5. Which of the following fat sources increase your requirement for omega-3s by working against them? (select all that apply)

a) Soybean, corn, and safflower oil

b) Mayonnaise

c) Butter, bacon fat, and lard

d) Walnuts

e) Margarine and Crisco

f) Motor oil

ANSWER: (a, b, d, & e) Seeds, nuts and their oils ("vegetable oil") are generally very high in omega-6 fatty acids, which compete with omega-3 fatty acids inside your body. The more omega-6 you eat, the more omega-3 you must eat to keep these two types of essential fats in balance. In fact, I believe it is possible that the recommended "dosages" of omega-3s may be inflated due to the fact that studies are conducted on people who are likely consuming a great deal of omega-6 in their usual diet.

6. Which sea creatures are highest in omega-3s? (select one)

a) Salmon, mackerel, and herring

b) Scallops, shrimp and lobster

c) Cod, haddock, and tilapia

d) Scuba divers, mermaids, and krakens

ANSWER: (a) While all sea creatures contain at least some EPA and DHA, shellfish and lean white fish are lower in omega-3 fatty acids, because they are lower in fat in general. A 6 oz portion of wild salmon contains nearly 900 mg of EPA and over 1100 mg of DHA.

7. How do wild fish compare with farmed fish when it comes to omega-3s? (select one)

a) Farmed fish and wild fish have about the same amount of omega-3

b) Wild fish have a lot more omega-3

c) Farmed fish have a lot more omega-3

d) Wild fish have a lot more fun

ANSWER: (a) Farmed fish generally have about the same amount of omega-3s, although it does depend on what they are fed. One problem with farmed fish is that it is often higher in omega-6s as well, and omega-6s work against omega-3s in the body.

8. Which land animal food is the richest source of omega-3s for people who don’t eat seafood? (select one)

a) Grass-fed cow’s milk

b) Pastured beef liver

c) Pastured hens’ eggs

d) Fatty cuts of pasture-raised red meat

e) Eye of free-range newt

ANSWER: (b) Liver tops the list with about 150 mg of EPA per 3.5 ounce serving. This still can’t compete with most seafood, but there you have it.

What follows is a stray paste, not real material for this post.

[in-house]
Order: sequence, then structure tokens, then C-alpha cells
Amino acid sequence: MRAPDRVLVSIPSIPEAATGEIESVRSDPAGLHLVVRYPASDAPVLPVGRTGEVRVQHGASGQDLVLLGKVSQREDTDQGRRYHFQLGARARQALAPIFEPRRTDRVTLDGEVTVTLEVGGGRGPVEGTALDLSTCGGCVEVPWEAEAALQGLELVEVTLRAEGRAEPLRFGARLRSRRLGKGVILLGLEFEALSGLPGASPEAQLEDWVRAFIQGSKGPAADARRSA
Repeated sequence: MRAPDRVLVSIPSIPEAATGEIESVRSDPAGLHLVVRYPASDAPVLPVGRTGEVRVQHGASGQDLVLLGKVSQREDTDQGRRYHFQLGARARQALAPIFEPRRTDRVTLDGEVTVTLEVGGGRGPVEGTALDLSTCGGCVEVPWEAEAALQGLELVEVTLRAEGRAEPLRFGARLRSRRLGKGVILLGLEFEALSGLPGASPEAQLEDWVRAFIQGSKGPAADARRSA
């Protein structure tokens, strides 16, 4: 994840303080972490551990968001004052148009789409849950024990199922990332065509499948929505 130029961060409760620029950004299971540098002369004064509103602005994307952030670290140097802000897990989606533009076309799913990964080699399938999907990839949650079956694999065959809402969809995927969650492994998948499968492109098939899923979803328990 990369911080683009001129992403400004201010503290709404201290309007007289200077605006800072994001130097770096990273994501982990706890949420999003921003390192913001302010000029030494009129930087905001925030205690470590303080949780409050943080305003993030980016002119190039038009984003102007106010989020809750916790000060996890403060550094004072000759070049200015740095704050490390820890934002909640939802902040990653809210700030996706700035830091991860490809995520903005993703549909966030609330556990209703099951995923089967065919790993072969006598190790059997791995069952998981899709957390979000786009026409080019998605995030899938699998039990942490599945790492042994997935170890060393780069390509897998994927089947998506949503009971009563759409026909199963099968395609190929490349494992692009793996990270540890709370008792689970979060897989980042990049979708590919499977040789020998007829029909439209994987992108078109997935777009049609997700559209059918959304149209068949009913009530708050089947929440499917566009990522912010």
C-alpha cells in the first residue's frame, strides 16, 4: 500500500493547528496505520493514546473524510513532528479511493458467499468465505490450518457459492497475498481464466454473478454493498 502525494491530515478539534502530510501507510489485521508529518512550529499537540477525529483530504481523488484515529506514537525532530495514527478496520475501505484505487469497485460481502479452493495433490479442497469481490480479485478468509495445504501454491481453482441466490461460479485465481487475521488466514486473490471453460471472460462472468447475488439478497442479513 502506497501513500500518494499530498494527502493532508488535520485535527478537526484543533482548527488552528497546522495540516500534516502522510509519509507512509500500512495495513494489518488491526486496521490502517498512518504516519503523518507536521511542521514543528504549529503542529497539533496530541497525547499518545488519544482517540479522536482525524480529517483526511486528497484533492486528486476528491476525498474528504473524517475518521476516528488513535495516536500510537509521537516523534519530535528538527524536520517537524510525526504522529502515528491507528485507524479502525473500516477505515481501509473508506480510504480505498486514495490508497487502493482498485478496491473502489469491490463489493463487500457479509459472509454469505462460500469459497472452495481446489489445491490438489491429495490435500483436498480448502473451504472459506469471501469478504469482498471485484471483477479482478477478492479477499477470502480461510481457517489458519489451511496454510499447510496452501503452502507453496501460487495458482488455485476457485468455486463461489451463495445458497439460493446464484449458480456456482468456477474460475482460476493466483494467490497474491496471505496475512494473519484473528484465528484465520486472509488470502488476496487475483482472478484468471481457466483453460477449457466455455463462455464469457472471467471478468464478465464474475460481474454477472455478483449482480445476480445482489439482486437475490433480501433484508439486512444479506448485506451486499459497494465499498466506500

9. Does grass-fed meat contain significantly more EPA/DHA than grain-fed meat? (select all that apply)

a) Yes, grass-fed meats have a lot more omega-3

b) No, grain-fed meats and grass-fed meats have about the same amount of omega-3

c) No, grain-fed meats have a lot more omega-3

d) No, but grass-fed meats have a lot more prestige

ANSWER: (b & d) Surprisingly, grass-fed meats do not contain significantly more EPA or DHA per pound than grain-fed meats, although grain-fed meats tend to be higher in omega-6. Grass-fed meats do contain a higher percentage of omega-3s in their fat, however, they tend to be leaner, and therefore contain less fat in general, making it a wash.

10. Which group of people tends to have the highest levels of EPA and DHA in their bodies? (select one)

a) Vegans

b) Omnivores

c) Vegetarians

d) Fruitarians

e) Librarians

ANSWER: (b) In a 2005 study, compared to meat-eaters, vegetarians were 28 percent lower in EPA and 31 percent lower in DHA. Vegans were 53 percent lower in EPA and 59 percent lower in DHA compared to omnivores. [Rosell MS et al 2005. Am J Clin Nutr 82(2).] Fruititarians were not included in this study, but since fruits contain no EPA or DHA, we can expect them to have fared poorly had they been invited to participate.

SCORE: So, what's your omega-3 IQ?

Multiply the number of your correct answers by 3 to get your score.

Suzi Smith, used with permission
Source: Suzi Smith, used with permission

If you don't care to eat much in the way of wild animal fats, try my companion quiz about which omega-3 supplement is right for you.

Still not enough information? See my complete article about FATS, which includes my specific supplement product recommendations.

I'm happy to answer additional questions below in the comments section, too!

More from Georgia Ede MD
More from Psychology Today
More from Georgia Ede MD
More from Psychology Today